Free Homeschool Programs Online Image

This is a Very Popular Google Search

Every day many people log on to the internet and scour the search engines, looking for free homeschool programs on line, free curriculum, free resources, you name it – as long as it’s free.   A lot of people are homeschooling on a very tight budget.  You don’t need to waste time or money on poor quality programs or those which aren’t really free, so I am only listing the high-quality programs produced by honest people.  I know you’re not made of money.  Neither am I.

Good news!  There ARE free homeschool Programs online, and lots of free or very inexpensive materials.   Even better, it turns out that the amount of money spent has a negligible influence on student success.  Spending more money DOES NOT equate to better results.

Great Options Starting With Preschool!

ABC Jesus Loves Me is an excellent, complete preschool program.  You will have to buy some materials, but it is still remarkably inexpensive.  This curriculum is designed to support all kinds of educational settings.  ABC Jesus Loves Me

All Grade Levels (K-12)

Don’t let the name of the first free curriculum fool you.  It comes highly recommended.  Many support forums exist for its users.  It truly will get you through from start to finish, and you will pay for very, very little along the way.  Ambleside Online, An Old Fashioned Education, Charlotte Mason Help and Mater Amabalis are all Charlotte Mason themed curricula.  They tend to have gaps in mathematics and science.  The Puritans’ Homeschool is a no-frills reputable option with a time-tested approach that has worked for many families.  I suggest that any gaps in these curricula can be met by the curriculum supplements I’ve listed as “resources” in the next section.

Easy Peasy All-in-One Homeschool.  

Ambleside Online

An Old Fashioned Education

Charlotte Mason Help No Math or Science

Mater Amabalis (K-8)  With Help and Advice for High School

The Puritans’ Homeschool  (Mostly Free)


I recommend that those families who select homeschool curricula from the previous list that are lacking in mathematics go to Khan Academy for help with math.  They have excellent Math, Science and Social Studies courses there.  The other resources are mostly for grade school and middle school, though not entirely.  They can add some excitement to some of the very bare-bones or traditional curricula.  They can also fill in gaps.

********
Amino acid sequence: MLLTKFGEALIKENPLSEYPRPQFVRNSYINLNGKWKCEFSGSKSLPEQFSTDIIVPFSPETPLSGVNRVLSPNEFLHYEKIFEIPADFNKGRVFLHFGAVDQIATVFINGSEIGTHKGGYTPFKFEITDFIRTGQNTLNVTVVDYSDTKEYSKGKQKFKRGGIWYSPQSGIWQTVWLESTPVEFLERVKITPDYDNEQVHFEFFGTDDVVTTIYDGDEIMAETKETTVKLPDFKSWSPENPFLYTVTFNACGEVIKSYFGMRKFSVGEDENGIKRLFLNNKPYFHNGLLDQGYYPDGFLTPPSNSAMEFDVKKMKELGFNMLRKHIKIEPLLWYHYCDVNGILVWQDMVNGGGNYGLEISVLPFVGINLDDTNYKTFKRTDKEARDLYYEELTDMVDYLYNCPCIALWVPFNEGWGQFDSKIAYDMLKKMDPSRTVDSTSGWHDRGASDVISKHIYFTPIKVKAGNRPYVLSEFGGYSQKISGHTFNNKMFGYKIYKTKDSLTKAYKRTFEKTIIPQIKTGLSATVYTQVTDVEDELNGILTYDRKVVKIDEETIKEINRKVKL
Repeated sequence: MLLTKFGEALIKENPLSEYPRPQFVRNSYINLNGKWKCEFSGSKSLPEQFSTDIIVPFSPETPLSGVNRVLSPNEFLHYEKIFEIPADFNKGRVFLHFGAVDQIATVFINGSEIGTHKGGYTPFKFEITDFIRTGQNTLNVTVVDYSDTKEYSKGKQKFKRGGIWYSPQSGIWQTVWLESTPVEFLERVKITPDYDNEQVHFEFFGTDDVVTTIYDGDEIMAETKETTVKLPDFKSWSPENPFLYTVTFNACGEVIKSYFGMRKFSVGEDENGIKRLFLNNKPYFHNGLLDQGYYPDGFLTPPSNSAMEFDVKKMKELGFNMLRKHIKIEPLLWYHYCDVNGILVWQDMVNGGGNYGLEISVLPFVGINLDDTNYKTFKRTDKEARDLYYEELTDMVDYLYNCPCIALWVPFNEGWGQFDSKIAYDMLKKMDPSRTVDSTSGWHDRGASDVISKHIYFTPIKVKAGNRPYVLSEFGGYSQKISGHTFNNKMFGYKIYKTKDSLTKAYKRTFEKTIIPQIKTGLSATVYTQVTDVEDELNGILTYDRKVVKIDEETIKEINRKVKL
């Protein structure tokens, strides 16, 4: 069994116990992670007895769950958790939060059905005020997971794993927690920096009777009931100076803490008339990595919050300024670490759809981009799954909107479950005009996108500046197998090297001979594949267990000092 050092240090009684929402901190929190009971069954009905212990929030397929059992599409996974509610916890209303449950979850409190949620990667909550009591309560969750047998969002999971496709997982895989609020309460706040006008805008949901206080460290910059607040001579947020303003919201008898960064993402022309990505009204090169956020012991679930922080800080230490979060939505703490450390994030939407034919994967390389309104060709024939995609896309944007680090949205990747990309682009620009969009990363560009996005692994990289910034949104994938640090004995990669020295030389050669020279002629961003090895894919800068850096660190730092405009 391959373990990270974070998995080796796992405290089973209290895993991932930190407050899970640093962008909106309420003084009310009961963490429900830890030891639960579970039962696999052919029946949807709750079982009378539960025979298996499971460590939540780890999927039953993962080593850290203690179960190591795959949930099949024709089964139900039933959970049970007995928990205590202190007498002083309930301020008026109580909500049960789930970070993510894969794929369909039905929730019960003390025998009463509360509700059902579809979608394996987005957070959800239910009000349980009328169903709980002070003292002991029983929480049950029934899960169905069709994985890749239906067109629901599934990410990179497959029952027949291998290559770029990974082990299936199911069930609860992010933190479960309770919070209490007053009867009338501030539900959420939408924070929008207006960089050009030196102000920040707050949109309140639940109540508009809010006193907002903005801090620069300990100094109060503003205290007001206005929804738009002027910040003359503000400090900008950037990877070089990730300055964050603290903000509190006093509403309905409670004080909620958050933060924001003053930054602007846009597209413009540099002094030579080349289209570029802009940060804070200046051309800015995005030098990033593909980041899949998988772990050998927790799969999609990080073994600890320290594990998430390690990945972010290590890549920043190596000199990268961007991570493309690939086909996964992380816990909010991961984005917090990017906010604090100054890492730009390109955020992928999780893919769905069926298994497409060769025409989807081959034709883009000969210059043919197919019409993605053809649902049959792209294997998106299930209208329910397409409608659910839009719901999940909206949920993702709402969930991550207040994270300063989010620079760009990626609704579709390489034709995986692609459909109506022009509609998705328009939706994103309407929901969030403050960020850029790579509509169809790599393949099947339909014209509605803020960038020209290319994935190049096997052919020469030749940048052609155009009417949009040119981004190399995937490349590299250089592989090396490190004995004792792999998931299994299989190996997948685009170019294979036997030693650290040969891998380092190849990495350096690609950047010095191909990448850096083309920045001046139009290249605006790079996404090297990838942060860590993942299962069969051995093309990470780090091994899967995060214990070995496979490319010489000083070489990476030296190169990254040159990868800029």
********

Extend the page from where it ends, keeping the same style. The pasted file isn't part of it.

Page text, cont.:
Khan Academy Great for Math and Science, Some Social Studies

SAS Curriculum Pathways  Secular

CK-12 Foundation Secular

Core Knowledge  PreK through 6th grade

Judging Suitability

You’re the judge.  How do you choose?  I can only share with you what I do.  I choose relatively conventional curricula, at least in terms of which skills are taught.  I use The Core Knowledge Sequence. (Attribution:This work is based on an original work of the Core Knowledge© Foundation made available through licensing under a Creative Commons Attribution-NonCommercial-ShareAlike 3.0 Unported License. This does not in any way imply that the Core Knowledge Foundation endorses the work.)  This is a conventional, modern list of the topics covered and skills mastered in grades k-8.  I may choose unconventional methods or veer off the reading list to find literature the student really loves, but I remain faithful to the lists of skills a student must acquire in each school year.  This is a well-researched, developmentally appropriate guideline – and it’s free!  I strongly suggest you keep it in mind when judging your curriculum and supplementing it to fill in gaps.

High School is different.  There are different types of diplomas that are suitable for different students.  I think you would be well-advised to spend a mere three dollars to download this PDF, Develop a High School Plan.  Armed with the information in this book, you should be able to judge your free online program’s suitability and supplement it as needed.